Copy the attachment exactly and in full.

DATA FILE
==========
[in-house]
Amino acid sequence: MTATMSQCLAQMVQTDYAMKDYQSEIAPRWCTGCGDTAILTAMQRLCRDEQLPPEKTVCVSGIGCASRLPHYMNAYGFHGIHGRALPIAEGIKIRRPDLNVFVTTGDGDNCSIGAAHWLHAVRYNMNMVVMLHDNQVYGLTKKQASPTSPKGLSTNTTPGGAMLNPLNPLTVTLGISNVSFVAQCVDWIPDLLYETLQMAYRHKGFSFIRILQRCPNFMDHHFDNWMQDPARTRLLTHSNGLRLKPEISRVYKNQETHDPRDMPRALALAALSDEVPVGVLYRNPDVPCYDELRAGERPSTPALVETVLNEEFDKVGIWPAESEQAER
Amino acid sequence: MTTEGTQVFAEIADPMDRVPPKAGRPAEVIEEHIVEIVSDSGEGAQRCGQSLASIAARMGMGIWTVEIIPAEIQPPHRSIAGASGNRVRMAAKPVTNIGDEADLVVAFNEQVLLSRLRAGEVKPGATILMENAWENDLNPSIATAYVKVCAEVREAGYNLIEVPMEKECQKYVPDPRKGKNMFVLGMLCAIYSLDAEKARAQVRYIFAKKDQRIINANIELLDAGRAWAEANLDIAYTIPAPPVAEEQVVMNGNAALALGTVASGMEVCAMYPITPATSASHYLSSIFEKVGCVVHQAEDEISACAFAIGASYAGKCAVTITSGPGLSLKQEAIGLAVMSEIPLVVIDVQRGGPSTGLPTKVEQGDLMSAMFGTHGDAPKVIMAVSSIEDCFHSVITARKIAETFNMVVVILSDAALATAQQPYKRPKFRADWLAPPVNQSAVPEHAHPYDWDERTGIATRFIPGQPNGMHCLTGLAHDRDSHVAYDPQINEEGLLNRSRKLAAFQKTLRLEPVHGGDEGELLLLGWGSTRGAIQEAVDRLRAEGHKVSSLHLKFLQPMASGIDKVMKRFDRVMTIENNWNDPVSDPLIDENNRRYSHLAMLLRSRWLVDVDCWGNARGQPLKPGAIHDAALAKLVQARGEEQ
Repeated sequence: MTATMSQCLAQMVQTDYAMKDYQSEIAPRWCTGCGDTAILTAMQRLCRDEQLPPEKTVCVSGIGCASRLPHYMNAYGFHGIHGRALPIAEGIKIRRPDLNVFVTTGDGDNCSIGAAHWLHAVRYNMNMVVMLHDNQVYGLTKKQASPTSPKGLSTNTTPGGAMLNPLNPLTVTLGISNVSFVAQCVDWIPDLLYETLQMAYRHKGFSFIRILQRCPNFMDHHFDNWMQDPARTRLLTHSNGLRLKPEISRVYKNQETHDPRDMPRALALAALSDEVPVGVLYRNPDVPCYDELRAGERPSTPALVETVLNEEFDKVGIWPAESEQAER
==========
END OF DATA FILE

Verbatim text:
[in-house]
Amino acid sequence: MTATMSQCLAQMVQTDYAMKDYQSEIAPRWCTGCGDTAILTAMQRLCRDEQLPPEKTVCVSGIGCASRLPHYMNAYGFHGIHGRALPIAEGIKIRRPDLNVFVTTGDGDNCSIGAAHWLHAVRYNMNMVVMLHDNQVYGLTKKQASPTSPKGLSTNTTPGGAMLNPLNPLTVTLGISNVSFVAQCVDWIPDLLYETLQMAYRHKGFSFIRILQRCPNFMDHHFDNWMQDPARTRLLTHSNGLRLKPEISRVYKNQETHDPRDMPRALALAALSDEVPVGVLYRNPDVPCYDELRAGERPSTPALVETVLNEEFDKVGIWPAESEQAER
Amino acid sequence: MTTEGTQVFAEIADPMDRVPPKAGRPAEVIEEHIVEIVSDSGEGAQRCGQSLASIAARMGMGIWTVEIIPAEIQPPHRSIAGASGNRVRMAAKPVTNIGDEADLVVAFNEQVLLSRLRAGEVKPGATILMENAWENDLNPSIATAYVKVCAEVREAGYNLIEVPMEKECQKYVPDPRKGKNMFVLGMLCAIYSLDAEKARAQVRYIFAKKDQRIINANIELLDAGRAWAEANLDIAYTIPAPPVAEEQVVMNGNAALALGTVASGMEVCAMYPITPATSASHYLSSIFEKVGCVVHQAEDEISACAFAIGASYAGKCAVTITSGPGLSLKQEAIGLAVMSEIPLVVIDVQRGGPSTGLPTKVEQGDLMSAMFGTHGDAPKVIMAVSSIEDCFHSVITARKIAETFNMVVVILSDAALATAQQPYKRPKFRADWLAPPVNQSAVPEHAHPYDWDERTGIATRFIPGQPNGMHCLTGLAHDRDSHVAYDPQINEEGLLNRSRKLAAFQKTLRLEPVHGGDEGELLLLGWGSTRGAIQEAVDRLRAEGHKVSSLHLKFLQPMASGIDKVMKRFDRVMTIENNWNDPVSDPLIDENNRRYSHLAMLLRSRWLVDVDCWGNARGQPLKPGAIHDAALAKLVQARGEEQ
Repeated sequence: MTATMSQCLAQMVQTDYAMKDYQSEIAPRWCTGCGDTAILTAMQRLCRDEQLPPEKTVCVSGIGCASRLPHYMNAYGFHGIHGRALPIAEGIKIRRPDLNVFVTTGDGDNCSIGAAHWLHAVRYNMNMVVMLHDNQVYGLTKKQASPTSPKGLSTNTTPGGAMLNPLNPLTVTLGISNVSFVAQCVDWIPDLLYETLQMAYRHKGFSFIRILQRCPNFMDHHFDNWMQDPARTRLLTHSNGLRLKPEISRVYKNQETHDPRDMPRALALAALSDEVPVGVLYRNPDVPCYDELRAGERPSTPALVETVLNEEFDKVGIWPAESEQAER